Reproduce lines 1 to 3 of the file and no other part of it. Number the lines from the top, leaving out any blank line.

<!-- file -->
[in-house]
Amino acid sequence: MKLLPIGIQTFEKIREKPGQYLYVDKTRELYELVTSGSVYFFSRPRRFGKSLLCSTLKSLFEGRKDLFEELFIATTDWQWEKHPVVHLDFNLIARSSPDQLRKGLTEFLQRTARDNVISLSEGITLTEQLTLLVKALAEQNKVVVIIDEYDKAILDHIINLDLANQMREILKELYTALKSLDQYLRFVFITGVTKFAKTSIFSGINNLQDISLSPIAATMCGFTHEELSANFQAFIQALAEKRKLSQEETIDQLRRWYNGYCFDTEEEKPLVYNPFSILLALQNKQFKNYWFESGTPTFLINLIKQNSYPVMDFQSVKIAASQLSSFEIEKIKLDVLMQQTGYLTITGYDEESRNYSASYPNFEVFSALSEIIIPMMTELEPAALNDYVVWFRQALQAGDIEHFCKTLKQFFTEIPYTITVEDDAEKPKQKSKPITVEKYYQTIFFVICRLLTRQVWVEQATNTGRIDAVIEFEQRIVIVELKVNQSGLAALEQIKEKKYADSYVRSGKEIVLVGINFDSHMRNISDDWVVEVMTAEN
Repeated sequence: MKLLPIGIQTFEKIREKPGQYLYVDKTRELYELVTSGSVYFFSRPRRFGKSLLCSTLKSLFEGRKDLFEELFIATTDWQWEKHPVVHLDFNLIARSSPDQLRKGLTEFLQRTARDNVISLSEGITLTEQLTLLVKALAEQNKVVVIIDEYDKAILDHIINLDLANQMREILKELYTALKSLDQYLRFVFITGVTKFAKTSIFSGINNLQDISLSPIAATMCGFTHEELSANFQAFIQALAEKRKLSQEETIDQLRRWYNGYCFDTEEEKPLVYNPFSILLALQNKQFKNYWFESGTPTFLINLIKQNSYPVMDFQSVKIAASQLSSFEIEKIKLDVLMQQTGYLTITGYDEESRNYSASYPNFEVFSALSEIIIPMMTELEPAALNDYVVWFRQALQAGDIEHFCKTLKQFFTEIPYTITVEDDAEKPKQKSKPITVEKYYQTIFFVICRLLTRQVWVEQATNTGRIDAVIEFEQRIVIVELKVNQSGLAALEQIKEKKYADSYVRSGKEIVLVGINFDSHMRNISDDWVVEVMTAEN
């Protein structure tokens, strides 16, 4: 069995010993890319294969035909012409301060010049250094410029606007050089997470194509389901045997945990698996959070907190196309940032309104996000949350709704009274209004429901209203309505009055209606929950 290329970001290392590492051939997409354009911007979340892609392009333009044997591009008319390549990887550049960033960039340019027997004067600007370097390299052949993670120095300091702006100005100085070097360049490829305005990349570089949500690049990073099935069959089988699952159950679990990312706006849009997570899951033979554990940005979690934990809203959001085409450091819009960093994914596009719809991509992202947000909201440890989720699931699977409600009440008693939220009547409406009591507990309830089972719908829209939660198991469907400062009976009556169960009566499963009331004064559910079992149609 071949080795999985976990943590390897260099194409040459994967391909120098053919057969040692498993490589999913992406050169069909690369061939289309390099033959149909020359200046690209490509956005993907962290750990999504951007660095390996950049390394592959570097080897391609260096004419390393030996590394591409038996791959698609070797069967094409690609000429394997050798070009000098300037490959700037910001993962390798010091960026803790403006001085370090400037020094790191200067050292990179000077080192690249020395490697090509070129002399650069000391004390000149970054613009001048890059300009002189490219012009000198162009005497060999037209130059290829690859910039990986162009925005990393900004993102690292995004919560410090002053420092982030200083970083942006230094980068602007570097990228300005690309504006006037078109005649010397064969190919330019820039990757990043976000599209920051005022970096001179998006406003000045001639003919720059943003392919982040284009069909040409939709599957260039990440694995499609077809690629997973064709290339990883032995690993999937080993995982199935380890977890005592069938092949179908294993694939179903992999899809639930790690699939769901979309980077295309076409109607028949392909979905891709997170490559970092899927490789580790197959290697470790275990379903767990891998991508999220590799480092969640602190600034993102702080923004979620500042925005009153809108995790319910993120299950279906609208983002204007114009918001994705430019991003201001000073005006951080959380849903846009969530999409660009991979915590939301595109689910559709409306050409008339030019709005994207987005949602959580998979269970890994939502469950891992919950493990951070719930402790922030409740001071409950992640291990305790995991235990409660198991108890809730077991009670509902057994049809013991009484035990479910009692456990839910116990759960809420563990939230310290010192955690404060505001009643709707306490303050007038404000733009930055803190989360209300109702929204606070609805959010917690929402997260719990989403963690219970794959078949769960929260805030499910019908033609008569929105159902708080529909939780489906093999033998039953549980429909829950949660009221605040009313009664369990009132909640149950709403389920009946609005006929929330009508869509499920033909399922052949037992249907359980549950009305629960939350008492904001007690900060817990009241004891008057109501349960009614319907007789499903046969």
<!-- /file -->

[in-house]
Amino acid sequence: MKLLPIGIQTFEKIREKPGQYLYVDKTRELYELVTSGSVYFFSRPRRFGKSLLCSTLKSLFEGRKDLFEELFIATTDWQWEKHPVVHLDFNLIARSSPDQLRKGLTEFLQRTARDNVISLSEGITLTEQLTLLVKALAEQNKVVVIIDEYDKAILDHIINLDLANQMREILKELYTALKSLDQYLRFVFITGVTKFAKTSIFSGINNLQDISLSPIAATMCGFTHEELSANFQAFIQALAEKRKLSQEETIDQLRRWYNGYCFDTEEEKPLVYNPFSILLALQNKQFKNYWFESGTPTFLINLIKQNSYPVMDFQSVKIAASQLSSFEIEKIKLDVLMQQTGYLTITGYDEESRNYSASYPNFEVFSALSEIIIPMMTELEPAALNDYVVWFRQALQAGDIEHFCKTLKQFFTEIPYTITVEDDAEKPKQKSKPITVEKYYQTIFFVICRLLTRQVWVEQATNTGRIDAVIEFEQRIVIVELKVNQSGLAALEQIKEKKYADSYVRSGKEIVLVGINFDSHMRNISDDWVVEVMTAEN
Repeated sequence: MKLLPIGIQTFEKIREKPGQYLYVDKTRELYELVTSGSVYFFSRPRRFGKSLLCSTLKSLFEGRKDLFEELFIATTDWQWEKHPVVHLDFNLIARSSPDQLRKGLTEFLQRTARDNVISLSEGITLTEQLTLLVKALAEQNKVVVIIDEYDKAILDHIINLDLANQMREILKELYTALKSLDQYLRFVFITGVTKFAKTSIFSGINNLQDISLSPIAATMCGFTHEELSANFQAFIQALAEKRKLSQEETIDQLRRWYNGYCFDTEEEKPLVYNPFSILLALQNKQFKNYWFESGTPTFLINLIKQNSYPVMDFQSVKIAASQLSSFEIEKIKLDVLMQQTGYLTITGYDEESRNYSASYPNFEVFSALSEIIIPMMTELEPAALNDYVVWFRQALQAGDIEHFCKTLKQFFTEIPYTITVEDDAEKPKQKSKPITVEKYYQTIFFVICRLLTRQVWVEQATNTGRIDAVIEFEQRIVIVELKVNQSGLAALEQIKEKKYADSYVRSGKEIVLVGINFDSHMRNISDDWVVEVMTAEN